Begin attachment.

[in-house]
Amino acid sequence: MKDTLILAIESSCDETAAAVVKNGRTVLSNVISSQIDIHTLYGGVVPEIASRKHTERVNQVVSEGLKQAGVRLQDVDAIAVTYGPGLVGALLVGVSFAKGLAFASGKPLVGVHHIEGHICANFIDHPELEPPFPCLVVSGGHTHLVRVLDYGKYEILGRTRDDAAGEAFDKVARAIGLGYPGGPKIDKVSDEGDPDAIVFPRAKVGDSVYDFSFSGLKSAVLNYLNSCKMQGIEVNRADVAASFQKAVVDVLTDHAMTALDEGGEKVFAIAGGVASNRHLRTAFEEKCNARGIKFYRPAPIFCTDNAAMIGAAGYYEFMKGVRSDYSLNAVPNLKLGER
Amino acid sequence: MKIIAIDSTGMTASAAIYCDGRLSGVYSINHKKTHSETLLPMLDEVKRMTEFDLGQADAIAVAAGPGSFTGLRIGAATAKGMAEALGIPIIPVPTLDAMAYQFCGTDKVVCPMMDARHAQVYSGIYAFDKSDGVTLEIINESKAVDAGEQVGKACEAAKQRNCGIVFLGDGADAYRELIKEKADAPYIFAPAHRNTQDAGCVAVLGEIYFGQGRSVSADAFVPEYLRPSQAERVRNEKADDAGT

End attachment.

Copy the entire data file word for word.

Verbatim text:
[in-house]
Amino acid sequence: MKDTLILAIESSCDETAAAVVKNGRTVLSNVISSQIDIHTLYGGVVPEIASRKHTERVNQVVSEGLKQAGVRLQDVDAIAVTYGPGLVGALLVGVSFAKGLAFASGKPLVGVHHIEGHICANFIDHPELEPPFPCLVVSGGHTHLVRVLDYGKYEILGRTRDDAAGEAFDKVARAIGLGYPGGPKIDKVSDEGDPDAIVFPRAKVGDSVYDFSFSGLKSAVLNYLNSCKMQGIEVNRADVAASFQKAVVDVLTDHAMTALDEGGEKVFAIAGGVASNRHLRTAFEEKCNARGIKFYRPAPIFCTDNAAMIGAAGYYEFMKGVRSDYSLNAVPNLKLGER
Amino acid sequence: MKIIAIDSTGMTASAAIYCDGRLSGVYSINHKKTHSETLLPMLDEVKRMTEFDLGQADAIAVAAGPGSFTGLRIGAATAKGMAEALGIPIIPVPTLDAMAYQFCGTDKVVCPMMDARHAQVYSGIYAFDKSDGVTLEIINESKAVDAGEQVGKACEAAKQRNCGIVFLGDGADAYRELIKEKADAPYIFAPAHRNTQDAGCVAVLGEIYFGQGRSVSADAFVPEYLRPSQAERVRNEKADDAGT